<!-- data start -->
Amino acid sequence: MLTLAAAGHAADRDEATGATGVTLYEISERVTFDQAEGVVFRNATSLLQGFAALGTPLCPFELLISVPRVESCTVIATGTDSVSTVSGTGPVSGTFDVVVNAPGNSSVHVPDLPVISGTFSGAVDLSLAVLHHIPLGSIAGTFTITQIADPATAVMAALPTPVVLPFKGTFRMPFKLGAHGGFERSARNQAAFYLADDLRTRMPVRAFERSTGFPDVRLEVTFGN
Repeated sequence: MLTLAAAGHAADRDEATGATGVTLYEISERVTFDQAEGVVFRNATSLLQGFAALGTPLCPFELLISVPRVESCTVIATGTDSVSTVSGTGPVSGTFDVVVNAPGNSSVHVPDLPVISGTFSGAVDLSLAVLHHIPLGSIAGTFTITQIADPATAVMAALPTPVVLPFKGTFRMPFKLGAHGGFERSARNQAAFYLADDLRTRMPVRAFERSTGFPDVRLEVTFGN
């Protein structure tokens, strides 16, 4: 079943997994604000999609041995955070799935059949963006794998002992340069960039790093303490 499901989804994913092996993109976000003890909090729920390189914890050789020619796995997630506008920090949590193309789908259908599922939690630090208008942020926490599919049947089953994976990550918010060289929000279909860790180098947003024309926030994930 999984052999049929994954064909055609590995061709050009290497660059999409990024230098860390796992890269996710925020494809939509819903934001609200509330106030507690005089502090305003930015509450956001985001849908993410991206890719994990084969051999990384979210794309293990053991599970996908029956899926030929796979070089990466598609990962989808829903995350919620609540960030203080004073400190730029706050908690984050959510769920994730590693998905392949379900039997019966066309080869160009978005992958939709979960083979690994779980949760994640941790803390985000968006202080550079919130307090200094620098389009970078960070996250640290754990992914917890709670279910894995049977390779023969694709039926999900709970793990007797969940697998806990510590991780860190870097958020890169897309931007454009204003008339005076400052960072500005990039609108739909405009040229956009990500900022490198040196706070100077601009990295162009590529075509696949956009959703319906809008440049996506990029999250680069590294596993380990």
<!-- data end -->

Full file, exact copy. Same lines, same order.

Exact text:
Amino acid sequence: MLTLAAAGHAADRDEATGATGVTLYEISERVTFDQAEGVVFRNATSLLQGFAALGTPLCPFELLISVPRVESCTVIATGTDSVSTVSGTGPVSGTFDVVVNAPGNSSVHVPDLPVISGTFSGAVDLSLAVLHHIPLGSIAGTFTITQIADPATAVMAALPTPVVLPFKGTFRMPFKLGAHGGFERSARNQAAFYLADDLRTRMPVRAFERSTGFPDVRLEVTFGN
Repeated sequence: MLTLAAAGHAADRDEATGATGVTLYEISERVTFDQAEGVVFRNATSLLQGFAALGTPLCPFELLISVPRVESCTVIATGTDSVSTVSGTGPVSGTFDVVVNAPGNSSVHVPDLPVISGTFSGAVDLSLAVLHHIPLGSIAGTFTITQIADPATAVMAALPTPVVLPFKGTFRMPFKLGAHGGFERSARNQAAFYLADDLRTRMPVRAFERSTGFPDVRLEVTFGN
């Protein structure tokens, strides 16, 4: 079943997994604000999609041995955070799935059949963006794998002992340069960039790093303490 499901989804994913092996993109976000003890909090729920390189914890050789020619796995997630506008920090949590193309789908259908599922939690630090208008942020926490599919049947089953994976990550918010060289929000279909860790180098947003024309926030994930 999984052999049929994954064909055609590995061709050009290497660059999409990024230098860390796992890269996710925020494809939509819903934001609200509330106030507690005089502090305003930015509450956001985001849908993410991206890719994990084969051999990384979210794309293990053991599970996908029956899926030929796979070089990466598609990962989808829903995350919620609540960030203080004073400190730029706050908690984050959510769920994730590693998905392949379900039997019966066309080869160009978005992958939709979960083979690994779980949760994640941790803390985000968006202080550079919130307090200094620098389009970078960070996250640290754990992914917890709670279910894995049977390779023969694709039926999900709970793990007797969940697998806990510590991780860190870097958020890169897309931007454009204003008339005076400052960072500005990039609108739909405009040229956009990500900022490198040196706070100077601009990295162009590529075509696949956009959703319906809008440049996506990029999250680069590294596993380990």